|Judy Witte says her long-term-care insurance premiums
are going up at a worrying rate. C-J photo by Matt Stone.
Seniors are facing increases in their premiums for long-term-care insurance as insurance companies scramble to deal with increasing longevity of seniors and low interest rates that are “crimping investment returns,” Chris Otts reports for The Courier-Journal.
Louisville retiree Judy Witte, 72, said she received a letter from her insurance company recently saying her premiums will go up by 77 percent, from $986 to $1,746 per year.
Her situation is part of a larger trend in which the cost of an average policy has increased by 6 to 17 percent from 2011 to 2012. Long-term-care insurance helps pay for the cost of assisted living, nursing homes, hospice care and home care.
In the Louisville area, assisted living costs about $45,000 per year and nursing homes cost about $72,000 per year and more.
People should buy long-term-care insurance if they can’t afford the care they might need without dipping into their savings, Otts reports. “For example, someone who receives $100,000 a year in retirement income but spends only $30,000 might be able to afford an assisted-living center or nursing home,” Otts notes. But if that same person spends $80,000 a year, then it would be a wise investment to buy long-term-care insurance because they would not be able to afford the assisted living or nursing home costs.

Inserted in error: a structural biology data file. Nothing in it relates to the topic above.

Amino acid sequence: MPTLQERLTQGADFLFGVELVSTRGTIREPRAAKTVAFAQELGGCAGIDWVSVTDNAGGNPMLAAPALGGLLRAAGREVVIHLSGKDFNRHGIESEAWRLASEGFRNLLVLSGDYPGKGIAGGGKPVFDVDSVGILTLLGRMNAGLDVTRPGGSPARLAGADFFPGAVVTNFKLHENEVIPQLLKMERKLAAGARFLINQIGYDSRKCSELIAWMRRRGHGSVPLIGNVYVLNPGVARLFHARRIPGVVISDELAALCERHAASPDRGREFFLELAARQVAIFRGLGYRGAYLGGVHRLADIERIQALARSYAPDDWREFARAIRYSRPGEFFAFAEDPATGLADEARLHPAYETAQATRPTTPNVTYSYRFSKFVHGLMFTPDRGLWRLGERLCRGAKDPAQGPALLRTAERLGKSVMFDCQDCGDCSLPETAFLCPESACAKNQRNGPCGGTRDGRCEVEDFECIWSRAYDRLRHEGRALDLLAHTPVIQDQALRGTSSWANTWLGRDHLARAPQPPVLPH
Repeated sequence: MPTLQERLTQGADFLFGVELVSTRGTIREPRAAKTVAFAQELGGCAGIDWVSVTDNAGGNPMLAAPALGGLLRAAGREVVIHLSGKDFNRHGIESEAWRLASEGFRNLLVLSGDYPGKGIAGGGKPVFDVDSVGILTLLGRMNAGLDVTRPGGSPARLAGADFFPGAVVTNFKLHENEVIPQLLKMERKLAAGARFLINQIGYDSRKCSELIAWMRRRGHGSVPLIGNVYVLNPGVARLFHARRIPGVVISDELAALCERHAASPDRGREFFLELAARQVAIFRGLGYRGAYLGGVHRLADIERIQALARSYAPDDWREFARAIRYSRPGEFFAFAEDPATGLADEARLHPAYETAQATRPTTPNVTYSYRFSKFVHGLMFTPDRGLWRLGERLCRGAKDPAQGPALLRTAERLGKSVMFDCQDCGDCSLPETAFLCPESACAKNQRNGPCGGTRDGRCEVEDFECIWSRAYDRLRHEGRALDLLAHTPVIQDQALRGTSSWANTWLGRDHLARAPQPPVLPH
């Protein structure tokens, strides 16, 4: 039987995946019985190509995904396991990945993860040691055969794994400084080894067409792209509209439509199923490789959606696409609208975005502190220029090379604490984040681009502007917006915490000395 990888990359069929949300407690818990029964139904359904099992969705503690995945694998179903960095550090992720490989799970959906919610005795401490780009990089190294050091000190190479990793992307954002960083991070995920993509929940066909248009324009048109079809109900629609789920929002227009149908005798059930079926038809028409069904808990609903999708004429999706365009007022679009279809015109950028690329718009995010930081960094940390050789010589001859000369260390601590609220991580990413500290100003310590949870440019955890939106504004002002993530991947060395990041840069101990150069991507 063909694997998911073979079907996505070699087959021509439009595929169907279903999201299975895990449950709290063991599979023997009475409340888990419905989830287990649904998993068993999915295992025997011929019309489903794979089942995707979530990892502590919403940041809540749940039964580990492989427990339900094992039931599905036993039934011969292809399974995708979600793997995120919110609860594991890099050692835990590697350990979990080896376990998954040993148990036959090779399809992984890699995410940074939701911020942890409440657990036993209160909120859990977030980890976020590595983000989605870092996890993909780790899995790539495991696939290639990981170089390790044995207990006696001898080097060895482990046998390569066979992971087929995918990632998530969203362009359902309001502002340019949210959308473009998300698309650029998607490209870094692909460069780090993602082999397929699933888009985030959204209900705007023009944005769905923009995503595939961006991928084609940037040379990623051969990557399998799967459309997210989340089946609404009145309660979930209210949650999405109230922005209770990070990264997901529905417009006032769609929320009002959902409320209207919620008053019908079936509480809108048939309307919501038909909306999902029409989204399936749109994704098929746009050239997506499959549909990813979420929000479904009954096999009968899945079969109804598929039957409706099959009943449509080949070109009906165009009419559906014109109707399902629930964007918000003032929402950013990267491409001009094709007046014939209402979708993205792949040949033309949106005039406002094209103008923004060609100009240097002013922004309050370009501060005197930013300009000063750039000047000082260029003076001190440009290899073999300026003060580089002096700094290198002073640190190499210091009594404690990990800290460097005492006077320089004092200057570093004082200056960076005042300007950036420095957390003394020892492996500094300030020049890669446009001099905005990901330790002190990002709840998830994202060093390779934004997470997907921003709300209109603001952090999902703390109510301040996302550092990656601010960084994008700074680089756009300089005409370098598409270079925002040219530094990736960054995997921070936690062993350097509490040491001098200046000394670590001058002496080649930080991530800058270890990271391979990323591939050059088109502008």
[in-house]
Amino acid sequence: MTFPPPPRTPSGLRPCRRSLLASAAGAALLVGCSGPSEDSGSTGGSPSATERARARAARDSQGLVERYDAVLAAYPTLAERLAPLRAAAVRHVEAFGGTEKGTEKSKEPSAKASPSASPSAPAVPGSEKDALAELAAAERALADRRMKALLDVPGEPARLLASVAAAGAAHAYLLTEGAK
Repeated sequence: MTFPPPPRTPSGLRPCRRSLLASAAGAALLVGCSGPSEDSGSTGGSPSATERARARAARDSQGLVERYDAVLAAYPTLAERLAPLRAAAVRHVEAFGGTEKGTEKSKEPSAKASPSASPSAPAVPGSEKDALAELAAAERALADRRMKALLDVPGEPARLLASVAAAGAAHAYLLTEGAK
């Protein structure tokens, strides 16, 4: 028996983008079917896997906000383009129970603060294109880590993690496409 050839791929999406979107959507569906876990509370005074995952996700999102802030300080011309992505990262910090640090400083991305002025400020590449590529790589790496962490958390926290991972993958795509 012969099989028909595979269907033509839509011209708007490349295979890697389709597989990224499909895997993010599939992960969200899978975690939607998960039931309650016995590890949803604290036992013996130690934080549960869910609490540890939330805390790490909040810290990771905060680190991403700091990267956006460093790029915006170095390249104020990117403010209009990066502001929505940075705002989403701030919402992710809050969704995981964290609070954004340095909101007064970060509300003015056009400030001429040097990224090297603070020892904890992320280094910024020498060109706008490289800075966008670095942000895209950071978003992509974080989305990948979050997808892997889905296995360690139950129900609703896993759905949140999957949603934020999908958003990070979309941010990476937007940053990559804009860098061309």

The right time to buy long-term-care insurance is between age 50 and 60. If Witte had waited to buy hers today, it would have cost her more than $26,000 a year, Otts reports. “To me, it’s a precious possession,” she said. “It helps me sleep at night to know I have this.” (Read more)